As far as the drivers, once many of these marquee events started being sanctioned by one of the two series, we started seeing more drivers interested in running one series or the other. Plus, there was a bit of prestige for a driver to say he’s an actual professional racer by following one of those tours. It looks like the drivers that know they are capable of making any race at any track, and competing for wins in these races, are saying they don’t need to follow a series to guarantee themselves a starting spot.

Richard: You’re definitely right that when the national tours began to take in the crown jewels and other big races it added prestige to being a touring driver. And more, there is the obvious benefit of, as you mentioned, of being assured of making the feature by way of provisional for the regulars. But as Brandon Overton and even Kyle Larson have demonstrated this season, if a driver and car are good enough, they are going to make the show without the provisional.

Another reason I think some are starting to realize as a benefit for following certain bigger races rather than a tour is that of being more in control of your own schedule. If a driver follows a series, his team has to go wherever that series has a race scheduled. So even if there is an event paying $15,000-to-win within a couple of hours of the shop, that team may find itself travelling hundreds of miles further to get to a race with a similar payout.

And as we saw this year on more than one occasion, teams drove long distances only to see races cancelled by weather. Not only is that frustrating but it is also expensive.

Control of one’s own schedule might be something teams are becoming more and more interested in, isn’t it?

Michael: I know there was a lot of frustration this past season over some of the logistics with the two series’ schedules. Going long distances only to get rained out and making long trips to another part of the country on several occasions when those could have been condensed into one trip were some of the things I heard from drivers and team owners throughout the summer.

With the price of fuel heading upward and all those big payout races by other groups such as XR, it’s going to be interesting to see who does what when next season starts in February. And even then, it may be April before decisions are ultimately made.

Chris Madden earned a big payday at Senoia

Richard: Along the line of big payouts, it seems as if we are starting to see more and more tracks jumping into the mix in terms of offering purses that pay their winners as much as $50,000. Just this weekend the dirt track located adjacent to the Las Vegas Motor Speedway staged the ‘Duel in the Desert’ weekend that offered $25,000 on Friday night and $50,000 on Saturday. Georgia’s Senoia Raceway also got into the mix with the Peach State Classic that doled out $10,000 on Friday and $52,052 on Saturday.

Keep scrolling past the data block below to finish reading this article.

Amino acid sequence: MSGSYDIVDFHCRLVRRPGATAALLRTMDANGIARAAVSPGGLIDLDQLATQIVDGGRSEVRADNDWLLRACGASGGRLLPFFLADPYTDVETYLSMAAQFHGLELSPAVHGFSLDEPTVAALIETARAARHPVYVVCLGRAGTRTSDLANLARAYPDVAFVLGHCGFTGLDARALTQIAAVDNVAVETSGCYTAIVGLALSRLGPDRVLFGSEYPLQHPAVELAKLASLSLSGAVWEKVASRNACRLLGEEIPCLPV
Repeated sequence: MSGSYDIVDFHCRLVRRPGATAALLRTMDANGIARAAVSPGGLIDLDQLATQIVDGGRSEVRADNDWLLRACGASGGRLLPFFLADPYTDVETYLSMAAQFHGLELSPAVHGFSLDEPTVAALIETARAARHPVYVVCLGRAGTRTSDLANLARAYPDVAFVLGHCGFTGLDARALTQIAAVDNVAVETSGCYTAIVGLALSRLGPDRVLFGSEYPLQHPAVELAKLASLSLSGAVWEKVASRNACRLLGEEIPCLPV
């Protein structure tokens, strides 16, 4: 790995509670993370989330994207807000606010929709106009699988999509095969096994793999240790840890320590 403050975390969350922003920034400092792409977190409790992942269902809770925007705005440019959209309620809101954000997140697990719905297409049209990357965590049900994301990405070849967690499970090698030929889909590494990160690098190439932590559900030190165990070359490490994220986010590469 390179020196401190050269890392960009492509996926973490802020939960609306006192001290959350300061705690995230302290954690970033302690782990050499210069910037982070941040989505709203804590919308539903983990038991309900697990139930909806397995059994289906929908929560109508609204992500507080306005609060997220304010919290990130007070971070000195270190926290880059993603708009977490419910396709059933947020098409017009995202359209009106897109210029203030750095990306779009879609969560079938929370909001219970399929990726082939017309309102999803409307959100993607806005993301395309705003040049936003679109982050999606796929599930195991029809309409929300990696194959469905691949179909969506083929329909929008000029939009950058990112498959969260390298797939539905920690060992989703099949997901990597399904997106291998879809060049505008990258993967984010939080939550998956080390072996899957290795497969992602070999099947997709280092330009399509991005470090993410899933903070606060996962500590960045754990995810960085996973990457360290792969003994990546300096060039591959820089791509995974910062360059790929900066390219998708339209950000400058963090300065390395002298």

Numerous drivers stated their appreciation to those tracks for providing such payouts this late in the year.

It seems that much of this is being driven by the various streaming services as they each work to provide content that will make their subscriptions worth the price for the consumers. If fans are going to be asked to pay for multiple services, they have to be able to see value in those services. I’m sure the racers don’t mind, especially those who are collecting the biggest checks.

Either way, as we have discussed throughout this piece, the number of big payouts in Dirt Late Model racing is increasing. The real question is whether or not this model will be sustainable.

Michael: That’s the big question. The crowds at Las Vegas were relatively small in the stands. I don’t know what their pit gate was like and no one will ever know how many pay-per-view subscriptions they sold for the event. Senoia had a huge crowd and a big pit gate. I would think that race was the more successful of the two as far as being a money-maker. If the promoters are successful, these events will continue. If not, they’ll go away and someone else will try to fill the void.